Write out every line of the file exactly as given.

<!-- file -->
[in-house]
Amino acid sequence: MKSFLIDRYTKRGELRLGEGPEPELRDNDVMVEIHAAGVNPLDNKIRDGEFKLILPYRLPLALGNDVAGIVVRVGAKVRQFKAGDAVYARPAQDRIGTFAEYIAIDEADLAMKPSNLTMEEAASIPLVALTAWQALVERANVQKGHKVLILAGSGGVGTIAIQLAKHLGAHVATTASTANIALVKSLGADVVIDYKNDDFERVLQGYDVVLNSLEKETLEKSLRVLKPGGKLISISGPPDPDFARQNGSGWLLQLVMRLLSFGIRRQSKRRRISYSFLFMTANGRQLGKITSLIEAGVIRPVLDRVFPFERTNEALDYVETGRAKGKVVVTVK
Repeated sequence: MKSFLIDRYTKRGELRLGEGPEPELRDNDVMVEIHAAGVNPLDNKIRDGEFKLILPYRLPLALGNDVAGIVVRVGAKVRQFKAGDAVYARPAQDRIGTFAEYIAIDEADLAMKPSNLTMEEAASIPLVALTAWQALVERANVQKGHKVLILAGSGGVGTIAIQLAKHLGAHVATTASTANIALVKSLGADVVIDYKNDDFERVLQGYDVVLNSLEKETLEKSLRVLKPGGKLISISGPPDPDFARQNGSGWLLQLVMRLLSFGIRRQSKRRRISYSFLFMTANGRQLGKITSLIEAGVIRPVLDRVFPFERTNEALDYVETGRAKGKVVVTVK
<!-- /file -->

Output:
[in-house]
Amino acid sequence: MKSFLIDRYTKRGELRLGEGPEPELRDNDVMVEIHAAGVNPLDNKIRDGEFKLILPYRLPLALGNDVAGIVVRVGAKVRQFKAGDAVYARPAQDRIGTFAEYIAIDEADLAMKPSNLTMEEAASIPLVALTAWQALVERANVQKGHKVLILAGSGGVGTIAIQLAKHLGAHVATTASTANIALVKSLGADVVIDYKNDDFERVLQGYDVVLNSLEKETLEKSLRVLKPGGKLISISGPPDPDFARQNGSGWLLQLVMRLLSFGIRRQSKRRRISYSFLFMTANGRQLGKITSLIEAGVIRPVLDRVFPFERTNEALDYVETGRAKGKVVVTVK
Repeated sequence: MKSFLIDRYTKRGELRLGEGPEPELRDNDVMVEIHAAGVNPLDNKIRDGEFKLILPYRLPLALGNDVAGIVVRVGAKVRQFKAGDAVYARPAQDRIGTFAEYIAIDEADLAMKPSNLTMEEAASIPLVALTAWQALVERANVQKGHKVLILAGSGGVGTIAIQLAKHLGAHVATTASTANIALVKSLGADVVIDYKNDDFERVLQGYDVVLNSLEKETLEKSLRVLKPGGKLISISGPPDPDFARQNGSGWLLQLVMRLLSFGIRRQSKRRRISYSFLFMTANGRQLGKITSLIEAGVIRPVLDRVFPFERTNEALDYVETGRAKGKVVVTVK